The International Association of Fire Fighters attracted 10 possible presidential candidates to the union's conference in Washington this week, including Joe Biden and Elizabeth Warren on the Democratic side and Marco Rubio and Ted Cruz for the Republicans.
But one prominent invitee, Hillary Clinton, sent regrets - and that's regrettable, because she could use some help putting out fires these days.
The soft launch of Clinton's not-yet-declared candidacy has been engulfed in twin conflagrations: the disclosure that the Clinton Foundation had accepted donations from dodgy countries and the discovery that she conducted her business as secretary of state using a personal e-mail account. Her advisers have managed to fan the flames by being clumsy first responders.
On the other hand, maybe it's just as well that Clinton didn't join the firefighters in the capital this week. They aren't exactly blazing with enthusiasm for her candidacy. As I worked the gathering at the Hyatt on Capitol Hill, I detected a sense of buyer's remorse among the union faithful when I asked about the seemingly inevitable Clinton coronation.
"I don't know that I'm thrilled," said David Morse, from Los Angeles County.
Joe Alderete III, from San Antonio, told me that he was still hoping to "see if a Warren or a Biden steps up."
Chris Mahon of Ventura, Calif., when asked whether he could get fired up about a Clinton candidacy, paused. "It's a good question," he said. "I would be satisfied with her."
Union officials were no more ebullient. When I asked Lou Paulson, head of the California firefighters group, about how his members felt about Clinton, he hesitated. "I don't believe it'll take much to have our members support her," was his diplomatic formulation.
And Mahlon Mitchell, head of the Wisconsin firefighters, feigned ignorance when asked about support for Clinton. "Hmmmm," he said. "We don't know who the candidates are."
But we do know. It's Clinton and ... nobody - unless you think Martin O'Malley or Jim Webb or Bernie Sanders can make a serious run for the Democratic nomination, in which case you probably also believe in the tooth fairy.
The two most viable alternatives to Clinton spoke at the IAFF gathering Monday: Biden, who projects sincerity, blue-collar appeal, and solid competence; and Warren, who, with her passion and righteous indignation, could ignite a populist movement. But the senator from Massachusetts doesn't want to run, and the vice president would like to but sees no way to upend the Clinton juggernaut.
And so the Democratic faithful are more or less resigned to Clinton drawing little primary opposition, and hoping that the disastrous launch of her candidacy doesn't get worse. There's potential it will because, as Amy Chozick of the New York Times noted, Clinton's efforts this week to commemorate the anniversary of her 1995 women's rights speech in Beijing are now being undermined by the discovery that the Clinton Foundation accepted money from Middle Eastern countries known for violence and discrimination against women.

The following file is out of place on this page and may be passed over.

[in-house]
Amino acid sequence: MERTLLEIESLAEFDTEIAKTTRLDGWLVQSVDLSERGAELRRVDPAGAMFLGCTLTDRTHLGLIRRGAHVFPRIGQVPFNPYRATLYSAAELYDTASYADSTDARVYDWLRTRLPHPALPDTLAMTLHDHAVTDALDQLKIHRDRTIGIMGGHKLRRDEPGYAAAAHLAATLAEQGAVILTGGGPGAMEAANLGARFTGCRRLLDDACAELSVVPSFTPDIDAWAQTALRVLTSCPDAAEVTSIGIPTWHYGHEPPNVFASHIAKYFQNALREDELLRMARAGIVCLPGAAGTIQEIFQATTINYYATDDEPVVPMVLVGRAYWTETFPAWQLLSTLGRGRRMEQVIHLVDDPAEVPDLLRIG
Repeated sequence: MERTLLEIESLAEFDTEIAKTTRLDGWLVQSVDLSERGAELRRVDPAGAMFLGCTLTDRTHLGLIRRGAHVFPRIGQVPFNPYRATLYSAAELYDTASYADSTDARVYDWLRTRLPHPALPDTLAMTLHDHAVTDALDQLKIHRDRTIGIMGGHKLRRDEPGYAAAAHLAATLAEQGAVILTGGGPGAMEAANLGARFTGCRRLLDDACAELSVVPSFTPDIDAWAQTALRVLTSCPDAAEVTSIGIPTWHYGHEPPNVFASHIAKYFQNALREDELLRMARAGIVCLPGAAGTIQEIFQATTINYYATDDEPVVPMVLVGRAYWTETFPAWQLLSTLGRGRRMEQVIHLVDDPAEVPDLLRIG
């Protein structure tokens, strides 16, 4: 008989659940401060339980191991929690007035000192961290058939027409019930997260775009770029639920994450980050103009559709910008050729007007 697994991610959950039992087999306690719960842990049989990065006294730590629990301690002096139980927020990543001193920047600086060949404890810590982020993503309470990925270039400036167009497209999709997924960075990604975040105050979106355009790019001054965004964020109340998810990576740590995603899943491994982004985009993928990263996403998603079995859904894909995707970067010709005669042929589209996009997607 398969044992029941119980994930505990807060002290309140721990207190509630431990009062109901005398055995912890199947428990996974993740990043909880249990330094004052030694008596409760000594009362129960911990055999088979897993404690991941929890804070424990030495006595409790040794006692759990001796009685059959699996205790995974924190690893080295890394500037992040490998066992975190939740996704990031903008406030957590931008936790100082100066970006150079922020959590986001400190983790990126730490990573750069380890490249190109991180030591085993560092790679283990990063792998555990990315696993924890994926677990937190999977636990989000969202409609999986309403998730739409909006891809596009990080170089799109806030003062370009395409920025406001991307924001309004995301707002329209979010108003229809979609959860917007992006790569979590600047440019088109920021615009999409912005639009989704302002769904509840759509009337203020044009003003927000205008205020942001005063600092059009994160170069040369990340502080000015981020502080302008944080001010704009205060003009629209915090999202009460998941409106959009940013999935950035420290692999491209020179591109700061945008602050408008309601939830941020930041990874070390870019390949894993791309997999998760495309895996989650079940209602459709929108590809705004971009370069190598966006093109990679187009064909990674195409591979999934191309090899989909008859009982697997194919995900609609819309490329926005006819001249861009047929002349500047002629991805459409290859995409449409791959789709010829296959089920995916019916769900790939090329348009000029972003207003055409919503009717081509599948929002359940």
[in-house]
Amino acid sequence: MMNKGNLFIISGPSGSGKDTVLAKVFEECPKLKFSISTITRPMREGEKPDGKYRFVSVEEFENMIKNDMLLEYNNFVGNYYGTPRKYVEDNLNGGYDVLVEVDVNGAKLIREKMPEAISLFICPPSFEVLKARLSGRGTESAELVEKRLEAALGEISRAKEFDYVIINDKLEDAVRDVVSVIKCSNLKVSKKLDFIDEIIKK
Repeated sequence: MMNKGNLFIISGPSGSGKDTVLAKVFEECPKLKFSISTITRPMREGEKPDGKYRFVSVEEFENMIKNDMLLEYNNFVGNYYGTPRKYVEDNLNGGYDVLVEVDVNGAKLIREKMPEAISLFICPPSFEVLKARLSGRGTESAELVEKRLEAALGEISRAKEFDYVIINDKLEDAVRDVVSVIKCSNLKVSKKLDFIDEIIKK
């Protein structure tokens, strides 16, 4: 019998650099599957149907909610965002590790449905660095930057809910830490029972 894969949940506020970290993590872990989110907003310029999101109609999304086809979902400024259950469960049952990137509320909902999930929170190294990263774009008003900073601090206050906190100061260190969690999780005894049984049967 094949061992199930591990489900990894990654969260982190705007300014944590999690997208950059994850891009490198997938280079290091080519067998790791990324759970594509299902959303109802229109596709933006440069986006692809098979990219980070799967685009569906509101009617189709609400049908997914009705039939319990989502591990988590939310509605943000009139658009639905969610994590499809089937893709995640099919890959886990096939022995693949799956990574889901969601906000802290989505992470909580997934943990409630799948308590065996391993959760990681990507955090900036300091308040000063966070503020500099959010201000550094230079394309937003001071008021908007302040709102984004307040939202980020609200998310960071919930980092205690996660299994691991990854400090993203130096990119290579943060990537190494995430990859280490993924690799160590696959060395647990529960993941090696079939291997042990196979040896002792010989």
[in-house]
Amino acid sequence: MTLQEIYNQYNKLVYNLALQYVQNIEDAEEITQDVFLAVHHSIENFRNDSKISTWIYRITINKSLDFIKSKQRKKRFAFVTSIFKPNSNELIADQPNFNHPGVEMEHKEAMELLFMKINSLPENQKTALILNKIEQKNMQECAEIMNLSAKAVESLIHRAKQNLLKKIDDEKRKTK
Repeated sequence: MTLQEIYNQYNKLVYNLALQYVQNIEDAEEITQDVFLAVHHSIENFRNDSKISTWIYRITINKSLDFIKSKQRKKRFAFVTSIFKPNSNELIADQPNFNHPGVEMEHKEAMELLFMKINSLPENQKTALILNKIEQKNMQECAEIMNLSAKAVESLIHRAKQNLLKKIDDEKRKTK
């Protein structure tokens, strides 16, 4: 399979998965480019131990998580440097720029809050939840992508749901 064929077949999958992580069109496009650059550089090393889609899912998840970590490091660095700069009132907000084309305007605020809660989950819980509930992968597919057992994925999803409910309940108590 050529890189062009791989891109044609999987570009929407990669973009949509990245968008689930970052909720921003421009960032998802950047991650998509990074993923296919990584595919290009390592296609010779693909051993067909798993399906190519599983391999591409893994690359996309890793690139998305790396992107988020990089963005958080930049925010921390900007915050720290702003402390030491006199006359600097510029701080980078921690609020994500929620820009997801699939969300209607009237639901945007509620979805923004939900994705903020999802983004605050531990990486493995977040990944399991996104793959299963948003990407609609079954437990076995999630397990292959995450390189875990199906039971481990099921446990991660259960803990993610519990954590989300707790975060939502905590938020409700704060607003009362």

Monday's IAFF meeting was less an audition for would-be Clinton challengers than a glimpse of how things might have been if the Democrats hadn't allowed themselves to be locked up so quickly by Clinton.
Biden established his working-class bona fides with the union members. "In a little state like mine, the fire hall is where you get married," he said. "It's the country club for the guys and the women I was raised with." Referring to Republicans as "the other outfit" and "the other team," and throwing in Bidenisms such as "malarkey," Biden told the firefighters, "I resent the attacks on you by those, particularly, in the other outfit that see you as an obstacle to overcome, a drag on the community, instead of the heart and soul and essence of the community."
Warren followed Biden's folksiness with a brief and incendiary speech, at points shaking with the ferocity of her delivery. "There's plenty of money for billions of dollars in subsidies for big oil companies. There's plenty of money for special breaks for the owners of thoroughbred racehorses. There's plenty of money for extra deals for the folks who run NASCAR racetracks," she said. "So why is there no money to make our country work? I'll tell you why. It's because the game is rigged."
After her speech, she joined Massachusetts firefighters for a photo, then gave an impromptu speech about the outrage that "you are out there with your begging bowls" while billions in tax breaks go to corporations. "We are in trouble," she said. "We are up against the ropes. ... We've got to have fundamental change."
It was a fiery message. If they don't already, Democrats will come to regret that their nominating contest lacks such a spark.